/
Debt, Boom, Bust: Debt, Boom, Bust:

Debt, Boom, Bust: - PDF document

conchita-marotz
conchita-marotz . @conchita-marotz
Follow
468 views
Uploaded On 2016-05-07

Debt, Boom, Bust: - PPT Presentation

A Theory of Minsky Veblen Cycles August 3 2013 Jakob Kapeller University of Linz Department of Philosophy and Theory of Science Bernhard Sch ID: 310074

Theory Minsky - Veblen Cycles

Share:

Link:

Embed:

Download Presentation from below link

Download Pdf The PPT/PDF document "Debt, Boom, Bust:" is the property of its rightful owner. Permission is granted to download and print the materials on this web site for personal, non-commercial use only, and to display it on your personal computer provided you do not modify the materials and that you retain all copyright notices contained in the materials. By downloading content from our website, you accept the terms of this agreement.


Presentation Transcript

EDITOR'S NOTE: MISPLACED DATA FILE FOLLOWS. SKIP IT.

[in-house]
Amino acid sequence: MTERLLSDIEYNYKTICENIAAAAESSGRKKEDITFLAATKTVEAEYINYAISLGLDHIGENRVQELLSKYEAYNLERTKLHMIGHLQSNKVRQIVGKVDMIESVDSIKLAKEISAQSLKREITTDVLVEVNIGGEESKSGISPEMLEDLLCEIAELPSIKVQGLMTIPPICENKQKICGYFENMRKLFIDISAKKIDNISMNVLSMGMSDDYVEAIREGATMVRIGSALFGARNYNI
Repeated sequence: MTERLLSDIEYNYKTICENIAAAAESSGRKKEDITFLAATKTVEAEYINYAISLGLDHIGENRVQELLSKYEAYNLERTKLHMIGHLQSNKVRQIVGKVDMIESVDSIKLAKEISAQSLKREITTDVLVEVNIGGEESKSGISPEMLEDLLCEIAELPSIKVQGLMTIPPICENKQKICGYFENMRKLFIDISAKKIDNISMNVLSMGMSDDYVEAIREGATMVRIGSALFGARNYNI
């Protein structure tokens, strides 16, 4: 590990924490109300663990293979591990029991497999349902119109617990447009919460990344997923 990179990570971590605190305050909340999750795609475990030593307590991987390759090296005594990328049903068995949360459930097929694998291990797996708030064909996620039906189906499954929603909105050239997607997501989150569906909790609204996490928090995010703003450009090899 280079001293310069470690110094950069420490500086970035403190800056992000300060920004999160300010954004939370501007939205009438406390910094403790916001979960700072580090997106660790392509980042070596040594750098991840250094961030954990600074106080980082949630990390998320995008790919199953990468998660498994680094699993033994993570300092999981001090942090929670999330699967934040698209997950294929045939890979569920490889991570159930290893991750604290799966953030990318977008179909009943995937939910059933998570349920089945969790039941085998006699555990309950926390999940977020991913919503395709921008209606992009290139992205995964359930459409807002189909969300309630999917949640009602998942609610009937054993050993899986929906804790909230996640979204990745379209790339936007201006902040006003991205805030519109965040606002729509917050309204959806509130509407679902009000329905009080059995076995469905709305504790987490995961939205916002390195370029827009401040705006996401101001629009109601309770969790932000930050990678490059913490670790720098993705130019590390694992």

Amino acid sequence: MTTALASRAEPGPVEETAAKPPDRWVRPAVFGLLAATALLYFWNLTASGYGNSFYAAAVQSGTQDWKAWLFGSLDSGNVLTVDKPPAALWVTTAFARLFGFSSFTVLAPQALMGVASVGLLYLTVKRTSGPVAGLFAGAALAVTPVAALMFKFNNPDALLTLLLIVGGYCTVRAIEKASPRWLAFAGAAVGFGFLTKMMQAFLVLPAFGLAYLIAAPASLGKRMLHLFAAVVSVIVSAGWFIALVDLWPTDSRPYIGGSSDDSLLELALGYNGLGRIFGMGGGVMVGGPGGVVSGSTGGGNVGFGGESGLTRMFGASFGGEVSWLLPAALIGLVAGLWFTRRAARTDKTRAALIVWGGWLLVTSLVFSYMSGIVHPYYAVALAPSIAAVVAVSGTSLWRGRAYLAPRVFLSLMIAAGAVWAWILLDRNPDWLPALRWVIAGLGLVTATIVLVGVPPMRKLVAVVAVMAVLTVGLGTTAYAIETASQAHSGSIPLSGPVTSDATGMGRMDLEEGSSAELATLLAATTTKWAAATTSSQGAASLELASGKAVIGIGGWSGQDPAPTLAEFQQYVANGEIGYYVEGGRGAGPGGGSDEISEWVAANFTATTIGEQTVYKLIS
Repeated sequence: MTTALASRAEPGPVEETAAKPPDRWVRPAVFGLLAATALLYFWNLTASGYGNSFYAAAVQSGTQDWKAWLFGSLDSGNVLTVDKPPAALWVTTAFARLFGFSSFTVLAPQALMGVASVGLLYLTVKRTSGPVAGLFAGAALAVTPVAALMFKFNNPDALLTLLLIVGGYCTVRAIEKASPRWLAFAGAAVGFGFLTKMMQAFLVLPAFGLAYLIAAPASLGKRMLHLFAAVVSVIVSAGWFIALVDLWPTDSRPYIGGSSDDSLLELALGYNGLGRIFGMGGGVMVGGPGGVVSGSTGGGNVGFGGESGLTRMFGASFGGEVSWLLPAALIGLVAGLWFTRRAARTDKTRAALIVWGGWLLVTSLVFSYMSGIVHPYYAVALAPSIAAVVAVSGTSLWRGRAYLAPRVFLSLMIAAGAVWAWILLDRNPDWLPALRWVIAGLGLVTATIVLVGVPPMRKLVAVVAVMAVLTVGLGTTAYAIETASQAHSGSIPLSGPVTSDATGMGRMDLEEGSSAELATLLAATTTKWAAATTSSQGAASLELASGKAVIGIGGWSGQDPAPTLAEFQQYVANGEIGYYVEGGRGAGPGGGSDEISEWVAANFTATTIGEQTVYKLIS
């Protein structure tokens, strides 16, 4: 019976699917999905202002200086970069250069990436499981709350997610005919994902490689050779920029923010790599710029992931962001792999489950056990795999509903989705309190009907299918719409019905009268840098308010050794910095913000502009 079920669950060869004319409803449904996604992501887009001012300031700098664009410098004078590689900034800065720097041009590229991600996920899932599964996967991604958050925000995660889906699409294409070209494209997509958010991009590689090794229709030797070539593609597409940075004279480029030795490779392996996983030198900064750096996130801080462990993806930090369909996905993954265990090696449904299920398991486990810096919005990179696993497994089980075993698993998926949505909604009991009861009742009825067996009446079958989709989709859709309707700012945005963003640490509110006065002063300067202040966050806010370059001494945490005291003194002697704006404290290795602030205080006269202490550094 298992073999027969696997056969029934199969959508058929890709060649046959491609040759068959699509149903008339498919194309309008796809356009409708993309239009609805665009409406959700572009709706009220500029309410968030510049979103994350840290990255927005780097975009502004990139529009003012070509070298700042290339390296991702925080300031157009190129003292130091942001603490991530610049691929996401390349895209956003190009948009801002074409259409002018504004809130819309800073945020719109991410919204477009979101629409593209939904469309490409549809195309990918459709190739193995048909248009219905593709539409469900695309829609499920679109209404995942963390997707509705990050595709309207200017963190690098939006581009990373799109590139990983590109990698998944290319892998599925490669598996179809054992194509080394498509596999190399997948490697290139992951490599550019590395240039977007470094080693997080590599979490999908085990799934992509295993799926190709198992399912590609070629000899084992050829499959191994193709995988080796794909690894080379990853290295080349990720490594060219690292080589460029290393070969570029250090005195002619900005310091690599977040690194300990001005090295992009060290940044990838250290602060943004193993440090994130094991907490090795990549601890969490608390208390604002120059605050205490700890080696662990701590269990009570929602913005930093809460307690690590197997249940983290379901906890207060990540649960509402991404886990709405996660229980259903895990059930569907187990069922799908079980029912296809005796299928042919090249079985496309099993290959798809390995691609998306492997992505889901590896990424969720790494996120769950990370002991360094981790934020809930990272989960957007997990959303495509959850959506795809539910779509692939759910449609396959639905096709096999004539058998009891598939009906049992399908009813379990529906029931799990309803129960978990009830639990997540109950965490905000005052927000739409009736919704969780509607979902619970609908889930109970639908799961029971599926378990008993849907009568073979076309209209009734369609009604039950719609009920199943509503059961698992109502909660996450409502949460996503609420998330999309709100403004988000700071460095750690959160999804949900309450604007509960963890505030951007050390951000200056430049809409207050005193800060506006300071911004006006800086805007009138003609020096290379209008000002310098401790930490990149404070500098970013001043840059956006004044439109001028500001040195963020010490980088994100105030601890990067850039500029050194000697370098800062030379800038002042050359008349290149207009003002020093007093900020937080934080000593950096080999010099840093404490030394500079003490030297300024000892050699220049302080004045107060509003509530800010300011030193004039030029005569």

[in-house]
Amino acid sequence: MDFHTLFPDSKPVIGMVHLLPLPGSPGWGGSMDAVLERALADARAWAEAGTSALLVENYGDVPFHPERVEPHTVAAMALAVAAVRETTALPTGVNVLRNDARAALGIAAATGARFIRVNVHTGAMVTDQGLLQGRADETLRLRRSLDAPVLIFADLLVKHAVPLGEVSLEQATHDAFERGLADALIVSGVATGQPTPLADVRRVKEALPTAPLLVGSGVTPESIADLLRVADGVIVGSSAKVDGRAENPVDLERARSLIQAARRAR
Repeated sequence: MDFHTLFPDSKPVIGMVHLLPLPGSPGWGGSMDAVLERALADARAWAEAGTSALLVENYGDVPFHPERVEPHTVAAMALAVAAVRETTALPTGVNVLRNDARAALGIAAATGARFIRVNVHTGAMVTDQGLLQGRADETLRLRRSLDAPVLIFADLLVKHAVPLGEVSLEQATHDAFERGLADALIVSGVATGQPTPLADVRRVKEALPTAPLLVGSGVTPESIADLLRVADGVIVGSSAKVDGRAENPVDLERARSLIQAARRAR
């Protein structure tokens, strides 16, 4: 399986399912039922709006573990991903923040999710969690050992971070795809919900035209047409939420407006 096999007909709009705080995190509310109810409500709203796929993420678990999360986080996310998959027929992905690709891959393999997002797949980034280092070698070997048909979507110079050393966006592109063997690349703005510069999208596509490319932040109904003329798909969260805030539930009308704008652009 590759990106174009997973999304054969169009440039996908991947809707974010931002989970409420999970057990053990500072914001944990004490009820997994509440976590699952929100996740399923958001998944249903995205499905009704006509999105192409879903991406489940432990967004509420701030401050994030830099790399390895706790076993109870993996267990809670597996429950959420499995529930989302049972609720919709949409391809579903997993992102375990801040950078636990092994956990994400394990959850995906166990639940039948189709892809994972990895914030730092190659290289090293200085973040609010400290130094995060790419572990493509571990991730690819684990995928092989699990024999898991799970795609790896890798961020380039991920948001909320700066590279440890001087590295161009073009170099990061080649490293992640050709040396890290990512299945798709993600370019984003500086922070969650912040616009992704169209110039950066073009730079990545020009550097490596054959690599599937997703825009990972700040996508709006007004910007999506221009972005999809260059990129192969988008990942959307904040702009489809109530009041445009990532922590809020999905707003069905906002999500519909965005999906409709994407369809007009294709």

Debt, Boom, Bust: A Theory of Minsky - Veblen Cycles August 3, 2013 Jakob Kapeller University of Linz Department of Philosophy and Theory of Science Bernhard Schütz University of Linz Department of Economics As bankers turn from a cash - flow orientation to an orientation towards collateral value and expected values of assets, a fragile financial structure emerges. A period of successful functioning of the economy leads to more risky loan provision (“stability breeds instability”) . Background Increasing income inequality People try to “live up to the conventional standard of decency in the amount and grade of goods consumed . ” (Veblen 1970 [ 1899 ], p . 80 ) “No class of society, not even the most abjectly poor, forgoes all customary conspicuous consumption . ” “The last items of this category of consumption are not given up except under the stress of the direst necessity . ” (Veblen 1970 [ 1899 ], p . 70 ) Rising demand for credit Veblen (1899): Minsky (1986): Rising supply of credit Burst of the bubble Depression Consolidation Debt - financed consumption boom Real family income growth by quintiles Background  Income inequality as a major factor leading to the crisis: Barba/Pivetti (2009), Evans (2009), ILO/IMF (2010), Kumhof et al. (2012), Kumhof/Ranciere (2010), Rajan (2010), Stiglitz (2009), UN Commission of Experts (2009), van Treek (2012)  Importance of relative consumption concerns : Boushey/Weller (2006), Bowles/Park (2005), Christen/Morgan (2005), Krueger/Perri (2006), Neumark/Postlewaite (1998), Pollin (1988, 1990), Schor (1998)  Crisis as a “ Minsky moment ”: McCulley (2009), The Economist (2009), The Financial Times (2007), The New Yorker (2008), The Wall Street Journal (2007), Whalen (2007) Research question  Can the recent crisis be interpreted as part of a larger cycle?  Can we create such cycles in a simulation and if yes, what assumptions are necessary? Basic model components  Basic Framework: Stock - flow consistent modeling (Lavoie/Godley 2002, Godley/Lavoie 2007)  Keeps track of all stock developments  Ensures that all flows and money stocks within the model add up to zero in order to avoid model inconsistencies  Closed economy Post Keynesian model with two classes (workers and capitalists), no fiscal activity by the state and a Minskyan banking sector  2 types of workers  Initially both groups are identical – later on type 2 workers will lose income relative to type 1 workers. Flow matrix Consumer behavior – Modeling relative consumption concerns  Type 1 workers:  Type 2 workers: Similar to type 1 workers as long as disposable income is not less than those of type 1; afterwards it changes to: …relative consumption parameter Investment, capital, employment and production  Investment:  Capital stock:  Employment:  Aggregate output: z …capacity utilization [= Y /( K )] RR …rate of return [= / K ] ...depreciation rate PR ...labor productivity Banking sector  Workers i = 1, 2 are granted loans as long as  Margin of safety:  Debt cancelation in case of bankruptcy:  Interest rate: r L …real interest rate on loans …installment rate = ( - ) if no bankruptcies occur in a given period, otherwise = ( �� γ ) L …absolute value of negative deposits (=total debt) Simulation scenarios  Scenario 1: Baseline case  Increasing inequality, unlimited credit supply:  Scenario 2: No relative consumption concerns  Scenario 3: Relative consumption concerns  Increasing inequality, relative consumption concerns, limited credit supply:  Scenario 4a: Speculative dynamics  Scenario 4b: Ponzi dynamics  Scenario 4c: Hedge dynamics Scenario 1: Baseline case  Assumptions:  Income distribution constant  Results:  Production and aggregate income slightly increasing (interest income)  No household debt Scenario 2: Inequality and contraction  Assumptions:  Income of type 2 workers decreases  No relative consumption concerns  Results:  Decrease in consumption  Decrease in aggregate income  No household debt Scenario 3: Inequality and contraction  Assumptions:  Income of type 2 workers decreases  Relative consumption concerns  Unlimited credit supply  Results:  Initial expansion due to conspicuous consumption and increased debt  Followed by a stagnation phase (workers reduce spending and roll over debt)  Boom induced by capitalist consumption out of (debt - financed) interest payments Scenario 4a: Speculative dynamics  Assumptions:  Income of type 2 workers decreases  Relative consumption concerns  Limited credit supply  Result: Minsky - Veblen Cycles #1  Expansion (speculative financing)  Followed by compression phase (type 2 workers reduce consumption)  Panic and bankruptcies  Consolidation Discussion  Economies can display the following Minsky - Veblen Cycles :  What it needs are:  Increasing income inequality  Relative consumption concerns  A financial sector as described by Minsky Minsky - Veblen cycle from scenario 4a (periods 150 - 250) Discussion: Output - Debt dynamics  In the beginning, we assumed the output - debt cycle to have the following rough properties,…  which are well in line with our simulation results Discussion: Output - Debt dynamics  Course of the cycle:  „Expansion“: growth accomodated by rising debt levels  „Compression“: decreasing or stagnating output with further rising debt levels  „tanic“: rapidly falling output and banks writing off debt  „Consolidation“: growth accomodated by decreasing debt levels Output - debt dynamics (Scenario 4a, periods 100 - 220) Scenario 4b: Ponzi dynamics  Assumptions:  Income of type 2 workers decreases  Relative consumption concerns  Limited credit supply  Less prudent banks ( ζ decreases)  Result: Minsky - Veblen Cycles #2  Households become Ponzi - financing units  Cycles display longer duration and larger amplitude Scenario 4c: Hedge dynamics  Assumptions:  Income of type 2 workers decreases  Relative consumption concerns  Limited credit supply  Very prudent banks ( ζ increases)  Result: Minsky - Veblen Cycles #3  Households remain hedge - financing units  Cycles display short duration and small amplitude Conclusions and future prospects  Increasing income inequality , relative consumption concerns and a Minskyan financial sector can give rise to Minsky - Veblen Cycles  Cautiousness of banks as a central factor determining the length of the associated cycles.  Our story stops with the financial crisis  Including the subsequent sovereign debt crisis is outside of the scope  However, negative bank balances displayed in our simulation indicate where this would lead, and how this may provide an even richer story of MVC :  Negative bank balances are reallocated to the governmental sector  Sovereign debt crisis , austerity programs, … Thank you for your attention! Appendix Appendix